Royal Flash

ROYAL FLASH was a humble fizzle in 1975, the first and only run at bringing George MacDonald Fraser’s anti-hero ‘Harry Flashman’ to life on screen. Like many of the battles and wars Fraser’s 9-lives blighter survived in 12 novels, it was a disaster, court-martialed by critics and massacred at the box office. Exhuming the corpse for posterity validates the verdict.

Fraser wrote the screenplay, off the second book in his well-loved series, this story a takeoff on “The Prisoner Of Zenda”, having roguish British Army officer Flashman (Malcolm McDowell) impersonating a Danish prince in Germany, running afoul of Otto von Bismarck (Oliver Reed) while romping with infamous courtesan Lola Montez (Florinda Bolkan).

The Bavarian locations are attractive, and Reed conveys proper iron as Bismarck, but the rest is a dishrag, even with a cast array that includes—and wastes—Alan Bates, Britt Ekland, Alastair Sim, Lionel Jeffries, Michael Hordern and Bob Hoskins. Richard Lester directed, but instead of period piece galivanting like his great version The Three Musketeers, this crawls, with labored slapstick humor and tepid action.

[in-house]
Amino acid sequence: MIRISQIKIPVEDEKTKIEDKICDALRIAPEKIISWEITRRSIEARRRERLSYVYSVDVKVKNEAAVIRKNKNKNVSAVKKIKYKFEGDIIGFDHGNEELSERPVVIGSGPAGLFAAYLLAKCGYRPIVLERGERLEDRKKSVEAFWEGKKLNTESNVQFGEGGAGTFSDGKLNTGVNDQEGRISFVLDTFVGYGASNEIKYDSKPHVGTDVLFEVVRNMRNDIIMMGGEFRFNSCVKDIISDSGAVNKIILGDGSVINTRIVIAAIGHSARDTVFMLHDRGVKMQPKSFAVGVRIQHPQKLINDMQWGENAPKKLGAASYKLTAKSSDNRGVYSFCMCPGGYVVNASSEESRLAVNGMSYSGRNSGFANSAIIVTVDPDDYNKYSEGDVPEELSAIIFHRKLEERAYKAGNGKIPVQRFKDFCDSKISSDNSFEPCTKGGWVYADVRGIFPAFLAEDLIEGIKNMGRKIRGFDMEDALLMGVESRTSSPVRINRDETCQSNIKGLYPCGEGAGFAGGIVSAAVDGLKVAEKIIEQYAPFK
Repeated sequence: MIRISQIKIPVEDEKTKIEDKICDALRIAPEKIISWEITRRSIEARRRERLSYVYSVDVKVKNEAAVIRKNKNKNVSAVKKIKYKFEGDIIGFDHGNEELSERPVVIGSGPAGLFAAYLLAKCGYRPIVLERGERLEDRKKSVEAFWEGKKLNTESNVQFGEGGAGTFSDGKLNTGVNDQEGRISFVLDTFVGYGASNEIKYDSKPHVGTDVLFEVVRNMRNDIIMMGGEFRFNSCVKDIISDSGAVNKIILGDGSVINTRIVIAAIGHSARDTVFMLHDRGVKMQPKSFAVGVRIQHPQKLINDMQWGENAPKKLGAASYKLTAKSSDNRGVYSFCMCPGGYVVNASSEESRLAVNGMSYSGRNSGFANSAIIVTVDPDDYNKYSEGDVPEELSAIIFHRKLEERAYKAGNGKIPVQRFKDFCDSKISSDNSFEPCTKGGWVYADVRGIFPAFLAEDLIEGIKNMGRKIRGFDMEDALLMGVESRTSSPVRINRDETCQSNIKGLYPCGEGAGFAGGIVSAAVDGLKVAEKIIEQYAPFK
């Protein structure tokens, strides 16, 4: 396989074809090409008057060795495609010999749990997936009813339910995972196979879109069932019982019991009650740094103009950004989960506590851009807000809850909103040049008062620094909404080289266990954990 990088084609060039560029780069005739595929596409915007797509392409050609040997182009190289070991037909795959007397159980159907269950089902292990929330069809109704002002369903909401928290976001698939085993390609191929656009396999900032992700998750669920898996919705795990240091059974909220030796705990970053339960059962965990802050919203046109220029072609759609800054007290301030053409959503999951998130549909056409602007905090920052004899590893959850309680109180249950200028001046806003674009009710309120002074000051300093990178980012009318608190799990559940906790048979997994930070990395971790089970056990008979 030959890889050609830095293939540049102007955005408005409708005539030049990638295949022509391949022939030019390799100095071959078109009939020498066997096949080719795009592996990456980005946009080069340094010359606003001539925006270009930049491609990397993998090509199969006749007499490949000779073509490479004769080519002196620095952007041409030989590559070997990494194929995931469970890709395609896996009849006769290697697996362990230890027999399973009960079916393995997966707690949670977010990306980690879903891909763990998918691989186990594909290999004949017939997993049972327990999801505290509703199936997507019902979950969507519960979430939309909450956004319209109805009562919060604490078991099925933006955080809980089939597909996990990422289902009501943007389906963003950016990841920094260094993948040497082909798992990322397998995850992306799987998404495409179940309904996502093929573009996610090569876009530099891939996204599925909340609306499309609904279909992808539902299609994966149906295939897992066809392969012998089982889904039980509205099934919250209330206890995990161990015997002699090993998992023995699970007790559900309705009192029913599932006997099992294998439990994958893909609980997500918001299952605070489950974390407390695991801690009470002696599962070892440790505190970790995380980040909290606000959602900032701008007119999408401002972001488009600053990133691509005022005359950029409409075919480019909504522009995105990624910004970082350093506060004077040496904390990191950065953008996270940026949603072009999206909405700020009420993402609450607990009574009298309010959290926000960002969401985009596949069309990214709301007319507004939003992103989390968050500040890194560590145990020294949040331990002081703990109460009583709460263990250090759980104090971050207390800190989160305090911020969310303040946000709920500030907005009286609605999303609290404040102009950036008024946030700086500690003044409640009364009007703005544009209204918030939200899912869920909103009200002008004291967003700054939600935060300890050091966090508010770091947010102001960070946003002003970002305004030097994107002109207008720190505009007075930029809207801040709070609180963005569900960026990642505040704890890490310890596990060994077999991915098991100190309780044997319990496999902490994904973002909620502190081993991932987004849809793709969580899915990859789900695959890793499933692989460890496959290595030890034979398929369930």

The rascally charm Fraser’s bounder conveyed on the pages of Fraser’s delightful novels is missing in action with McDowell, about as whimsical and endearing as a cobra. He’s all wrong, Bolkan and Bates both bore, and with the exception of Reed, the others are ill-served. Taking it out on the cast isn’t quite cricket, since any script trying to capture the hilarious interior monologues crucial to the books, let alone a production that could adequately mount their scale, was not going to happen, even with the book they selected to film, the most sedate in the series. Conceptual erring aside, the handling Lester unlimbered is tortoise paced.  $4,040,000 was spent to mount it, only to have the artificial result wheeze into 125th place in ’75, grossing just $1,600,000. *

With Tom Bell, Joss Ackland, Henry Cooper (famous boxer),Leon Greene and Rula Lenska. 102 minutes seem longer.

* Brits Behaving Badly was a theme that year: The Man Who Would Be King (exciting), Barry Lyndon (stunning), Monty Python And The Holy Grail (twitting) and Conduct Unbecoming (limping).

Fraser was on record that his personal choice for Flashman, had he been alive and young, would’ve been Errol Flynn, or a young David Niven. Either would have worked, even with the fussy, distancing style Lester employed here. One could also see Michael York or Simon Ward, both so good in Lester’s rich Musketeers rouser, ably keeping a disagreeable fink still oddly likable.

Lester: “…that equivocal anti hero wasn’t easy to take. They wanted a real hero, a hero that was a bounder as well as a hero. And Malcolm McDowell was absolutely 100% bounder – the sleaze was coming through to the film.”

 

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